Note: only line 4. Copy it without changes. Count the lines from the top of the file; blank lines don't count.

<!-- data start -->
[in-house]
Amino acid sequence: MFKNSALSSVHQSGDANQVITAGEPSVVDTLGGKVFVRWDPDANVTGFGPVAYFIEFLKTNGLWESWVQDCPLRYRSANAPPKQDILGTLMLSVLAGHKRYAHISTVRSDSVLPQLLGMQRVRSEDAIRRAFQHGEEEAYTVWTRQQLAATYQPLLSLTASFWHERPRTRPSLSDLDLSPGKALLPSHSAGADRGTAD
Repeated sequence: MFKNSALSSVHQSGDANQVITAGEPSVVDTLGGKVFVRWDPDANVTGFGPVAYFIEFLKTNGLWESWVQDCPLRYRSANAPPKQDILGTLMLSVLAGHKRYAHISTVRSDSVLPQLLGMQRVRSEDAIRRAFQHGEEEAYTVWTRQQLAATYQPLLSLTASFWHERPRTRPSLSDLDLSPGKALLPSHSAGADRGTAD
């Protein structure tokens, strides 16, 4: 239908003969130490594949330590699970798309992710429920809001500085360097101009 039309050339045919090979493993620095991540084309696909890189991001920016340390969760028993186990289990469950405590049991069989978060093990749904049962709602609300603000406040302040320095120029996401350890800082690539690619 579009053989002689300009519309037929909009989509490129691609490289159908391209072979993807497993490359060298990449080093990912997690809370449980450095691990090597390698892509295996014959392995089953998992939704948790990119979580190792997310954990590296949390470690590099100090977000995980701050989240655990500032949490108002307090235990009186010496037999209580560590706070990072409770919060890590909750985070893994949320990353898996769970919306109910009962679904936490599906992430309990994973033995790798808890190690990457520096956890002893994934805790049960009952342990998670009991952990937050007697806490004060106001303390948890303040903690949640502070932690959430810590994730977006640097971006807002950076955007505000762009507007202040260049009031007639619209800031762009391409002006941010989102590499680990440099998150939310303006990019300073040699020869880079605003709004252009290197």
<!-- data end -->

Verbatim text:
């Protein structure tokens, strides 16, 4: 239908003969130490594949330590699970798309992710429920809001500085360097101009 039309050339045919090979493993620095991540084309696909890189991001920016340390969760028993186990289990469950405590049991069989978060093990749904049962709602609300603000406040302040320095120029996401350890800082690539690619 579009053989002689300009519309037929909009989509490129691609490289159908391209072979993807497993490359060298990449080093990912997690809370449980450095691990090597390698892509295996014959392995089953998992939704948790990119979580190792997310954990590296949390470690590099100090977000995980701050989240655990500032949490108002307090235990009186010496037999209580560590706070990072409770919060890590909750985070893994949320990353898996769970919306109910009962679904936490599906992430309990994973033995790798808890190690990457520096956890002893994934805790049960009952342990998670009991952990937050007697806490004060106001303390948890303040903690949640502070932690959430810590994730977006640097971006807002950076955007505000762009507007202040260049009031007639619209800031762009391409002006941010989102590499680990440099998150939310303006990019300073040699020869880079605003709004252009290197």